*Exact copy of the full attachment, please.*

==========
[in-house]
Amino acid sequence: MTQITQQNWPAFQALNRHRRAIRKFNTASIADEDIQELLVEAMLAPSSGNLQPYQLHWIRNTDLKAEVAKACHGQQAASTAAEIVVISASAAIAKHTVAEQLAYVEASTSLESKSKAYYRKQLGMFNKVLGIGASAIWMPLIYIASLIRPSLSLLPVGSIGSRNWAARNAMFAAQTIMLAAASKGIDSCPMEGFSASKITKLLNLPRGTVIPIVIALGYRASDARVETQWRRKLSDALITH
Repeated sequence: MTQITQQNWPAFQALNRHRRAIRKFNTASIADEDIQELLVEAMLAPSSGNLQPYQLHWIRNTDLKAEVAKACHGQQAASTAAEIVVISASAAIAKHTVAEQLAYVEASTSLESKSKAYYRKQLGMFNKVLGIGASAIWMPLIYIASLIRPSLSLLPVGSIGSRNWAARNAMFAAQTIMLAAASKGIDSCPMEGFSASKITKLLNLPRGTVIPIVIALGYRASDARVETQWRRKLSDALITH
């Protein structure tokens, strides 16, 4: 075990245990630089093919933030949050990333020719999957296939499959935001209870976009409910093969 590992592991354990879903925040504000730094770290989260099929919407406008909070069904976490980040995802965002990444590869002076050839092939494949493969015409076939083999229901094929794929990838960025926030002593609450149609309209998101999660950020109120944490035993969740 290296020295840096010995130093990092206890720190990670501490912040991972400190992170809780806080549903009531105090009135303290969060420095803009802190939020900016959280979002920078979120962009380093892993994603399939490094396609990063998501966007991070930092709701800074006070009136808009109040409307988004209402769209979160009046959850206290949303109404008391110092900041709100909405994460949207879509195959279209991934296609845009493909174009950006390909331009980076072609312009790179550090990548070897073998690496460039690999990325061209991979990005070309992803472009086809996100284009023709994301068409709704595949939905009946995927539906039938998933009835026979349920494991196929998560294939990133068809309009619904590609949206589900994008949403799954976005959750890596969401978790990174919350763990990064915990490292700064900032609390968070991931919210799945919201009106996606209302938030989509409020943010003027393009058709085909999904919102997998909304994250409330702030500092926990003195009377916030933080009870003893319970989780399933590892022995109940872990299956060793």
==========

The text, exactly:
[in-house]
Amino acid sequence: MTQITQQNWPAFQALNRHRRAIRKFNTASIADEDIQELLVEAMLAPSSGNLQPYQLHWIRNTDLKAEVAKACHGQQAASTAAEIVVISASAAIAKHTVAEQLAYVEASTSLESKSKAYYRKQLGMFNKVLGIGASAIWMPLIYIASLIRPSLSLLPVGSIGSRNWAARNAMFAAQTIMLAAASKGIDSCPMEGFSASKITKLLNLPRGTVIPIVIALGYRASDARVETQWRRKLSDALITH
Repeated sequence: MTQITQQNWPAFQALNRHRRAIRKFNTASIADEDIQELLVEAMLAPSSGNLQPYQLHWIRNTDLKAEVAKACHGQQAASTAAEIVVISASAAIAKHTVAEQLAYVEASTSLESKSKAYYRKQLGMFNKVLGIGASAIWMPLIYIASLIRPSLSLLPVGSIGSRNWAARNAMFAAQTIMLAAASKGIDSCPMEGFSASKITKLLNLPRGTVIPIVIALGYRASDARVETQWRRKLSDALITH
């Protein structure tokens, strides 16, 4: 075990245990630089093919933030949050990333020719999957296939499959935001209870976009409910093969 590992592991354990879903925040504000730094770290989260099929919407406008909070069904976490980040995802965002990444590869002076050839092939494949493969015409076939083999229901094929794929990838960025926030002593609450149609309209998101999660950020109120944490035993969740 290296020295840096010995130093990092206890720190990670501490912040991972400190992170809780806080549903009531105090009135303290969060420095803009802190939020900016959280979002920078979120962009380093892993994603399939490094396609990063998501966007991070930092709701800074006070009136808009109040409307988004209402769209979160009046959850206290949303109404008391110092900041709100909405994460949207879509195959279209991934296609845009493909174009950006390909331009980076072609312009790179550090990548070897073998690496460039690999990325061209991979990005070309992803472009086809996100284009023709994301068409709704595949939905009946995927539906039938998933009835026979349920494991196929998560294939990133068809309009619904590609949206589900994008949403799954976005959750890596969401978790990174919350763990990064915990490292700064900032609390968070991931919210799945919201009106996606209302938030989509409020943010003027393009058709085909999904919102997998909304994250409330702030500092926990003195009377916030933080009870003893319970989780399933590892022995109940872990299956060793």